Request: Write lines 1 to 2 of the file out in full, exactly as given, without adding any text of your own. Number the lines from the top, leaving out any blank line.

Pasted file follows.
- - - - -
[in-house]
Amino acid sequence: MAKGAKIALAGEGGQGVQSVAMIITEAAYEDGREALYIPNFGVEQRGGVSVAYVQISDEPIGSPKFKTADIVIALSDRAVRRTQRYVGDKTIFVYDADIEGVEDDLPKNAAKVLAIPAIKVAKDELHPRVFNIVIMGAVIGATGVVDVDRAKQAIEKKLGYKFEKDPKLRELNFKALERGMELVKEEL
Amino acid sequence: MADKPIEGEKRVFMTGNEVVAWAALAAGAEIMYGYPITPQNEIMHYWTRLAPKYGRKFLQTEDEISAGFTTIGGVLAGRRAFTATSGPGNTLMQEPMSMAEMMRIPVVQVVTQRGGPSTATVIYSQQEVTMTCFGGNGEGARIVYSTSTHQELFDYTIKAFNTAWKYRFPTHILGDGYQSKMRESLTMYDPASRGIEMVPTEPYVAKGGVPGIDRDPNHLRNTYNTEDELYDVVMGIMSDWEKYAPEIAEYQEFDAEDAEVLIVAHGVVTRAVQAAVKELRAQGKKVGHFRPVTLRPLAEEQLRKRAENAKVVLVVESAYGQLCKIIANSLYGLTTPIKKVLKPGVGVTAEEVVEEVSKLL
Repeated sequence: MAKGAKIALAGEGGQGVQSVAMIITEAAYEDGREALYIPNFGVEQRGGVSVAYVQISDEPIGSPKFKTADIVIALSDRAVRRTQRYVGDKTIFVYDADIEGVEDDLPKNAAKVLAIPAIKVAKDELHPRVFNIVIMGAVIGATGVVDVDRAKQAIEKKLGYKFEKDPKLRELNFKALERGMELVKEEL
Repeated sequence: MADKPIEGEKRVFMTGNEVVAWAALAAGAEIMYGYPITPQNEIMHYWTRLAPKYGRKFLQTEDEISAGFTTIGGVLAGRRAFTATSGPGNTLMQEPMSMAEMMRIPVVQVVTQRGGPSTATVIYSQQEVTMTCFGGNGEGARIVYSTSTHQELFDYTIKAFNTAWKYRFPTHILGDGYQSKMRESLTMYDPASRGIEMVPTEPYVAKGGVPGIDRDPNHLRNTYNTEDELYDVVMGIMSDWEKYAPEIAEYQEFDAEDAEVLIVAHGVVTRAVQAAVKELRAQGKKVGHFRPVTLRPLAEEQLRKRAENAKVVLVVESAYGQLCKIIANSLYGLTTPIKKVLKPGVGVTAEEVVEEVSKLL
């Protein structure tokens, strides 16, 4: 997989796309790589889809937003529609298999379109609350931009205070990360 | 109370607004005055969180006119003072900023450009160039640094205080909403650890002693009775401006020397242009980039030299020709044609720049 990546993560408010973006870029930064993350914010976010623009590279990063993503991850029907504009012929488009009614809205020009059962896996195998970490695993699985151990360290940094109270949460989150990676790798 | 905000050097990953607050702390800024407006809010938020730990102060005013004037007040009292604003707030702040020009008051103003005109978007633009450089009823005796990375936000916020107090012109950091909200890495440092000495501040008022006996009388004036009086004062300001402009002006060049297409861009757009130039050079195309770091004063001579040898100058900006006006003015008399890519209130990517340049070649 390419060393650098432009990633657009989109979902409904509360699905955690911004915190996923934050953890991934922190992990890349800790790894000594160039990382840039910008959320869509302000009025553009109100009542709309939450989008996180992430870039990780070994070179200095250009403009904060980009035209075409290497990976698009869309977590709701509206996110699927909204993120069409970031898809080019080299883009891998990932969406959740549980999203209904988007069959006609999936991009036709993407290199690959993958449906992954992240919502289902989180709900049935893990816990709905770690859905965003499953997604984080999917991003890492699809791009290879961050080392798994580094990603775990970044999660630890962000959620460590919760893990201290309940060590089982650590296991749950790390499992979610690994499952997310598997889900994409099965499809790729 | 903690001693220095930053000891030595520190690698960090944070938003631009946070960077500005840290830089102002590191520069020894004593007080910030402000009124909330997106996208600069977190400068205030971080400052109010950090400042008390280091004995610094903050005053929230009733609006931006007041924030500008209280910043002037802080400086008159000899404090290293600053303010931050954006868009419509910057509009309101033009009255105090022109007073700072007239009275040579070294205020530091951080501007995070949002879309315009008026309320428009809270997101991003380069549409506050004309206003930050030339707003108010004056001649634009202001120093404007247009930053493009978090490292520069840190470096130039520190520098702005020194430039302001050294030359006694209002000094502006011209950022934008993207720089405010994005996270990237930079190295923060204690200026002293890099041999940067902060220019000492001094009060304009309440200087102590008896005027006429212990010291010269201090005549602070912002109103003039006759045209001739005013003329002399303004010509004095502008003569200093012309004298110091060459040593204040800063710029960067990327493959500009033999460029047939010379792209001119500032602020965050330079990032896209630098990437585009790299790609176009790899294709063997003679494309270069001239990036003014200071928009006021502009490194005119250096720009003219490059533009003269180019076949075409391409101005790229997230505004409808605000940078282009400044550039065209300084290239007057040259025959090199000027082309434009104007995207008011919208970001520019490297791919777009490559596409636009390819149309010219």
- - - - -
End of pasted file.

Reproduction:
[in-house]
Amino acid sequence: MAKGAKIALAGEGGQGVQSVAMIITEAAYEDGREALYIPNFGVEQRGGVSVAYVQISDEPIGSPKFKTADIVIALSDRAVRRTQRYVGDKTIFVYDADIEGVEDDLPKNAAKVLAIPAIKVAKDELHPRVFNIVIMGAVIGATGVVDVDRAKQAIEKKLGYKFEKDPKLRELNFKALERGMELVKEEL